Mr Randall Pearce
On Monday, I heard that March 15 was the 75th day of the year, leaving 290 days left for 2021. Our days tend to be so busy. Days, weeks, even months seem to fly by, and we are left wondering where the time has gone. During the last several months, have you made a promise that you could not keep because the time just escaped you? Even if this has not happened to you, some words of wisdom can make a difference.
Benjamin Franklin is known for a number of achievements. One such accomplishment is a set of phrases, or quotes, that have served as words of wisdom for many over the years. In today’s hectic times, remember the words of Benjamin Franklin:
“Well done, is better than well said.”
The meaning of these words is fairly easy to understand, but they serve as an excellent reminder to us. The things that we DO for others are so much more important than the things we SAY to others. In other words: “Actions Speak Louder Than Words.” So simple… but so very important to the relationships we are trying to build every day.
Take a few moments today and think back to the things you have said to others lately, including your family members. Is there something that you could have done for that person that would relay the same message?
So, this week, think about what you can do for your family, friends, acquaintances, fellow church members, business contacts, and the many others you come into contact with each week.
Is there something that you could do for them, even something little, to let them know they are appreciated? The impact of your actions can be much longer-lasting than the impact of your words alone.
For our students I encourage you all to find something you can do at home. Maybe a task that is normally done by Mum and Dad and you do that task without being asked. If you are questioned, then I ask that you take the time to thank your parents for all that they do for you and the opportunities they provide for you each and every day.
On Thursday 8 April, at 7:00pm, Pedare will once again be hosting their wonderful Cabaret evening in the College Chapel.
This is always a fabulous night of glitz and glamour, showcasing the talents of our music students as staff, family and friends are entertained by Pedare’s Stage Band, Luminaire Vocal Ensemble and Solo Performances.
Please BYO food and drinks. Tickets can be bought via QKR! App at a cost of $20.
This year, funds will be raised for Cancer Council SA.
How to take the hassle out of homework and add the motivation in?
Often the biggest issue with getting an assignment done or studying for a test is getting started. Most people struggle to feel motivated to do things that are hard. We can all think of a time when we put off going to the gym, put off making a hard phone call or having a conversation with someone, and avoided cleaning the house.
The good news is that we can learn to do things that are hard and the more we make ourselves do these things the better we get at doing them. With that in mind below are some strategies to help you get motivated to start.
These are adapted from “When Life sucks: Ideas and tactics for teens in tough times” by Kirralie Smout.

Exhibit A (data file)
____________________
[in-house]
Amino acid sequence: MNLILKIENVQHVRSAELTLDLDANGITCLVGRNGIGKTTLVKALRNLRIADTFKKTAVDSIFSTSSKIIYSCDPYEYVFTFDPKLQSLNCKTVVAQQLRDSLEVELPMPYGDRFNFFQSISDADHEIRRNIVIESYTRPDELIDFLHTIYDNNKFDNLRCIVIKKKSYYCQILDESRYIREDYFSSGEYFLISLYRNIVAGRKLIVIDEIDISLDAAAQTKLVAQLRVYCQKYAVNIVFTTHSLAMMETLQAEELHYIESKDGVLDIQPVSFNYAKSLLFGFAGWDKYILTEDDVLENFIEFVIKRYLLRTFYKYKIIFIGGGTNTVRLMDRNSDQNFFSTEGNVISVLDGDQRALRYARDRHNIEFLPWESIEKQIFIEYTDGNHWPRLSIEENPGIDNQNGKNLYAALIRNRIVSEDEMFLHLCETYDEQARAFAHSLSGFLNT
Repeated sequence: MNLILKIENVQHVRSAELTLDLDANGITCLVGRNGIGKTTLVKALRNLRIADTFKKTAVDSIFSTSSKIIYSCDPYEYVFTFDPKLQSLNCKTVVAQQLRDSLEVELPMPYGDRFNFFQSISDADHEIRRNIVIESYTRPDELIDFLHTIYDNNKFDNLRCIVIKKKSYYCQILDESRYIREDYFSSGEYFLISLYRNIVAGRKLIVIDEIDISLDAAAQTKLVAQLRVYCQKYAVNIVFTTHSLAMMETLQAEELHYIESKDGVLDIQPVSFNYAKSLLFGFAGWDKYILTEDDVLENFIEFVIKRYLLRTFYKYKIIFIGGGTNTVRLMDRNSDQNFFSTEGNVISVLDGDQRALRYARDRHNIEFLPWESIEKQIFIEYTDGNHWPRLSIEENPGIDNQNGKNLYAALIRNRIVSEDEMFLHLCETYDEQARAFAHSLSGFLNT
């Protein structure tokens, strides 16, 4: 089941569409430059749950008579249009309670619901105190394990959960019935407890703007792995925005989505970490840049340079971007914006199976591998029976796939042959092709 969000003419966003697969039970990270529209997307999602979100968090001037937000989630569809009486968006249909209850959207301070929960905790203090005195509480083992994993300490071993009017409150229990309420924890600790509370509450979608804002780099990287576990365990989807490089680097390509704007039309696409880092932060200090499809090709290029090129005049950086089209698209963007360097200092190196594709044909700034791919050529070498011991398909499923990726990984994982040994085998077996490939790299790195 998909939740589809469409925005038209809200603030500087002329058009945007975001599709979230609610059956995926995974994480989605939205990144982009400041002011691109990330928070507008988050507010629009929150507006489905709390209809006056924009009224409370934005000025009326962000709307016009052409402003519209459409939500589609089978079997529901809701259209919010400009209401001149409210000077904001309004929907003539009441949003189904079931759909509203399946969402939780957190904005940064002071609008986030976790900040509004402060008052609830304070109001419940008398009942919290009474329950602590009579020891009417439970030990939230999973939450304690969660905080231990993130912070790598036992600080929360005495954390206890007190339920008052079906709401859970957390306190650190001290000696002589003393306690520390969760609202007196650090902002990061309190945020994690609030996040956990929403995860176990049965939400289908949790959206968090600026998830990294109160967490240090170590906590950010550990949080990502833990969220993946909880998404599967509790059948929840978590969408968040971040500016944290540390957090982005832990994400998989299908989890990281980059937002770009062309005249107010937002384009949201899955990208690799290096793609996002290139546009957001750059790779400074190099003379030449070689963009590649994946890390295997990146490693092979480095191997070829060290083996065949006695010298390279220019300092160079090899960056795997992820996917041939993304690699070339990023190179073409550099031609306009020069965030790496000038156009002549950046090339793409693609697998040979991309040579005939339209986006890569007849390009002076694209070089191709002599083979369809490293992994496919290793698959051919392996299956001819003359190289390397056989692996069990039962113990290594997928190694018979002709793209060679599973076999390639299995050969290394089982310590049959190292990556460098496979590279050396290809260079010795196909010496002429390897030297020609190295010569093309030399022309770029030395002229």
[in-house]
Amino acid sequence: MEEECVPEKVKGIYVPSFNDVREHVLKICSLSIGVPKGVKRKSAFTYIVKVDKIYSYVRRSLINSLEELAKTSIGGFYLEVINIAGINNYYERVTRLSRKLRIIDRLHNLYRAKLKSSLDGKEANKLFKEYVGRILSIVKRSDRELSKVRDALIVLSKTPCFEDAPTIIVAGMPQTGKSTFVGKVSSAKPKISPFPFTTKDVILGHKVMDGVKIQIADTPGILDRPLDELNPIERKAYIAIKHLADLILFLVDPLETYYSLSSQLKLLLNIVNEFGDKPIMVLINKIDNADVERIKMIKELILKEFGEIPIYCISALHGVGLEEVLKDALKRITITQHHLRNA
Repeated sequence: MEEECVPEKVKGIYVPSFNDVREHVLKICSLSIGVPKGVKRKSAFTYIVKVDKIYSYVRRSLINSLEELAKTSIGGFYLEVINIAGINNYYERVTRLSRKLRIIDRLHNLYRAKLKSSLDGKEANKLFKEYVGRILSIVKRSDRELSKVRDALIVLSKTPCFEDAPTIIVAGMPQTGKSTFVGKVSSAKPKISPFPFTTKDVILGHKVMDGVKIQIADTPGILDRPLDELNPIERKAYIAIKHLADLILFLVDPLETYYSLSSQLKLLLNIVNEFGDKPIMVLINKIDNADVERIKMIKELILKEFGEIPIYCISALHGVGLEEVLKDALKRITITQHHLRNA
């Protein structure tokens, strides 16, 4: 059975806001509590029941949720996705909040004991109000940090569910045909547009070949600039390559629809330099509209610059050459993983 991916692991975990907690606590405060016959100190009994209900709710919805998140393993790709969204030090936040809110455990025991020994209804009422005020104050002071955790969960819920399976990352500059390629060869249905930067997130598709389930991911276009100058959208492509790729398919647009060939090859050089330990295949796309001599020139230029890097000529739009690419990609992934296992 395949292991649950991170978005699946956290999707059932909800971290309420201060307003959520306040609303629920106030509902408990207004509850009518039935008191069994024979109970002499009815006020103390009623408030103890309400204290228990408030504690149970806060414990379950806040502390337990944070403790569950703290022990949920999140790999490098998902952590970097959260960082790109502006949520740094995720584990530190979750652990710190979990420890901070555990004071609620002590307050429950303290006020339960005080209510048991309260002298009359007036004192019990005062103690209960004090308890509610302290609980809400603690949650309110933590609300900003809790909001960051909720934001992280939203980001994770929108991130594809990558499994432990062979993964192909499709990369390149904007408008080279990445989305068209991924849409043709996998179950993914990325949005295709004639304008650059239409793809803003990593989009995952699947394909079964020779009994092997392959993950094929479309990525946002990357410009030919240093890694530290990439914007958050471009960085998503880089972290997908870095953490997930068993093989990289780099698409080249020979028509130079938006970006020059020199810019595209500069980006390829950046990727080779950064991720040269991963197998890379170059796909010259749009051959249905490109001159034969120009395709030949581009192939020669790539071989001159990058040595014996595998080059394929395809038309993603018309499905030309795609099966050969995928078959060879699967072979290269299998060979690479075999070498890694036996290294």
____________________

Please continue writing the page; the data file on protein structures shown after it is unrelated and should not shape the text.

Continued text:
Get Ready to Study
Get all your books out, open and ready so they are easy to see and get started
Use the clock to motivate yourself to study for short blocks
Put on a timer and tell yourself you have to do 10 minutes work before having a break. Stick with it. If you are “on a roll” after 10 minutes you can keep going but make sure you do at least 10 minutes.
Have focus days in which you work really hard for on one particular subject
Mondays might be Maths; Tuesdays might be English. Writing a plan can help you to motivate yourself.
Draw up a whole heap of counters and get a jar/container to put them in, Give yourself a counter for every 30 minutes of work. Make a deal that x amount of counters = a new top etc. Or make deals with yourself – if I finish my essay, I can watch my favourite show. If I spent 15 minutes revising for maths I can chat with my friends/game etc.
Write short term task goals
Set a goal for how much you will do in the next 10 – 15 minutes.
Set your own punishments
Tell yourself you can’t connect with your friends tonight if you don’t do at least 3 Maths problems. Get someone to take your phone if they see/hear you on it
Instead of just using willpower to resist things that distract you try putting your phone on the other side of the room, turning off notifications, temporarily blocking yourself from certain sites
Make a list
Make short, achievable tasks and cross them off as you go. For example – Complete introduction, complete 3 Maths problems etc.
Whatever you pick – Get started!
Mrs Joanne Murby & Ms Jan Robertson – Pastoral Care
REMINDER: The Parents and Friends Association Annual General Meeting will be held on Wednesday 24 March, 6:30pm in the Wattle Centre. New members are invited and welcome to attend.
The Parents and Friends Association (P&F) is a voluntary organisation run by an energetic committee. College parents, grandparents and friends across all year levels are welcome to join the P&F. The aim of the P&F is to have activities throughout the year to bring the Pedare Community together to both friend raise and fundraise for the benefit of our students.